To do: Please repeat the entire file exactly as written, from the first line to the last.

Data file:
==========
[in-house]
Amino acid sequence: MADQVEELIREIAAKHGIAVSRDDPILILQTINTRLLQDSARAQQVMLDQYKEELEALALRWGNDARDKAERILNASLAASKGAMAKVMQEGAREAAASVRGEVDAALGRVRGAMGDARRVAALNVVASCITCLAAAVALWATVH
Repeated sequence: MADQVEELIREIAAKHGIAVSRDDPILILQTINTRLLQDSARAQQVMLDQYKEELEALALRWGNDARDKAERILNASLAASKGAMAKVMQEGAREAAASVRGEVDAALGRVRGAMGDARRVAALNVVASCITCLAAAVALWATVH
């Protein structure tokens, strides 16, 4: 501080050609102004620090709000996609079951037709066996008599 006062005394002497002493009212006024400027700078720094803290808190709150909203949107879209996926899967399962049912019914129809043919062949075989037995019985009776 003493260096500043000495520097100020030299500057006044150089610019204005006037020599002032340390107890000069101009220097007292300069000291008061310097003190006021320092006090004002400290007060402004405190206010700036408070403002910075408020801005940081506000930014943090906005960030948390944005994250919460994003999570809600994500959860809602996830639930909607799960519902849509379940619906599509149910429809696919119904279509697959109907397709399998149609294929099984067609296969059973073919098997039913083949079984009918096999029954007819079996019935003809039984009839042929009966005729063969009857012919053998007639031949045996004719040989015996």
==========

[in-house]
Amino acid sequence: MADQVEELIREIAAKHGIAVSRDDPILILQTINTRLLQDSARAQQVMLDQYKEELEALALRWGNDARDKAERILNASLAASKGAMAKVMQEGAREAAASVRGEVDAALGRVRGAMGDARRVAALNVVASCITCLAAAVALWATVH
Repeated sequence: MADQVEELIREIAAKHGIAVSRDDPILILQTINTRLLQDSARAQQVMLDQYKEELEALALRWGNDARDKAERILNASLAASKGAMAKVMQEGAREAAASVRGEVDAALGRVRGAMGDARRVAALNVVASCITCLAAAVALWATVH
């Protein structure tokens, strides 16, 4: 501080050609102004620090709000996609079951037709066996008599 006062005394002497002493009212006024400027700078720094803290808190709150909203949107879209996926899967399962049912019914129809043919062949075989037995019985009776 003493260096500043000495520097100020030299500057006044150089610019204005006037020599002032340390107890000069101009220097007292300069000291008061310097003190006021320092006090004002400290007060402004405190206010700036408070403002910075408020801005940081506000930014943090906005960030948390944005994250919460994003999570809600994500959860809602996830639930909607799960519902849509379940619906599509149910429809696919119904279509697959109907397709399998149609294929099984067609296969059973073919098997039913083949079984009918096999029954007819079996019935003809039984009839042929009966005729063969009857012919053998007639031949045996004719040989015996």